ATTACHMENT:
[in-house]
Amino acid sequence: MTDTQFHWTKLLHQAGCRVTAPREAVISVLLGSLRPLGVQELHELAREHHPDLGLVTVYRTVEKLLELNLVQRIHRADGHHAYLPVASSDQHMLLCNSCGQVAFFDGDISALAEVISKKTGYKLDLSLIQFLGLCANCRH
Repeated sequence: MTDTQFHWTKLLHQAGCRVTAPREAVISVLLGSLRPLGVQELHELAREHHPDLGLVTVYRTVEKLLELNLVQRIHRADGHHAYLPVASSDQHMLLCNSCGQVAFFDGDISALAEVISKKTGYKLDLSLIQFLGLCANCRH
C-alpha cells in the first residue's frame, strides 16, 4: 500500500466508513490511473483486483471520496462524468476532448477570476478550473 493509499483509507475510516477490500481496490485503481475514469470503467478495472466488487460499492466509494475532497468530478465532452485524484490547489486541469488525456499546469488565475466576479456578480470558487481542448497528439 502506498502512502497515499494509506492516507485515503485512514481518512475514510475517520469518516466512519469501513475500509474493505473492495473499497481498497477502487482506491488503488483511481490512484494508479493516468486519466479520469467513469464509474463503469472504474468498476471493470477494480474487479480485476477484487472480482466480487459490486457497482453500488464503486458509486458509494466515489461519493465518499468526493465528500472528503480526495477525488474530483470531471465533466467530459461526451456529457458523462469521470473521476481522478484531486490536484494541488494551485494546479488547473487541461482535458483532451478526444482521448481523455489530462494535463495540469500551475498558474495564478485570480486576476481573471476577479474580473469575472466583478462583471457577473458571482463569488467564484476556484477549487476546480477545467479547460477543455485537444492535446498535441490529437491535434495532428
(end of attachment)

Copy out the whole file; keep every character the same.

[in-house]
Amino acid sequence: MTDTQFHWTKLLHQAGCRVTAPREAVISVLLGSLRPLGVQELHELAREHHPDLGLVTVYRTVEKLLELNLVQRIHRADGHHAYLPVASSDQHMLLCNSCGQVAFFDGDISALAEVISKKTGYKLDLSLIQFLGLCANCRH
Repeated sequence: MTDTQFHWTKLLHQAGCRVTAPREAVISVLLGSLRPLGVQELHELAREHHPDLGLVTVYRTVEKLLELNLVQRIHRADGHHAYLPVASSDQHMLLCNSCGQVAFFDGDISALAEVISKKTGYKLDLSLIQFLGLCANCRH
C-alpha cells in the first residue's frame, strides 16, 4: 500500500466508513490511473483486483471520496462524468476532448477570476478550473 493509499483509507475510516477490500481496490485503481475514469470503467478495472466488487460499492466509494475532497468530478465532452485524484490547489486541469488525456499546469488565475466576479456578480470558487481542448497528439 502506498502512502497515499494509506492516507485515503485512514481518512475514510475517520469518516466512519469501513475500509474493505473492495473499497481498497477502487482506491488503488483511481490512484494508479493516468486519466479520469467513469464509474463503469472504474468498476471493470477494480474487479480485476477484487472480482466480487459490486457497482453500488464503486458509486458509494466515489461519493465518499468526493465528500472528503480526495477525488474530483470531471465533466467530459461526451456529457458523462469521470473521476481522478484531486490536484494541488494551485494546479488547473487541461482535458483532451478526444482521448481523455489530462494535463495540469500551475498558474495564478485570480486576476481573471476577479474580473469575472466583478462583471457577473458571482463569488467564484476556484477549487476546480477545467479547460477543455485537444492535446498535441490529437491535434495532428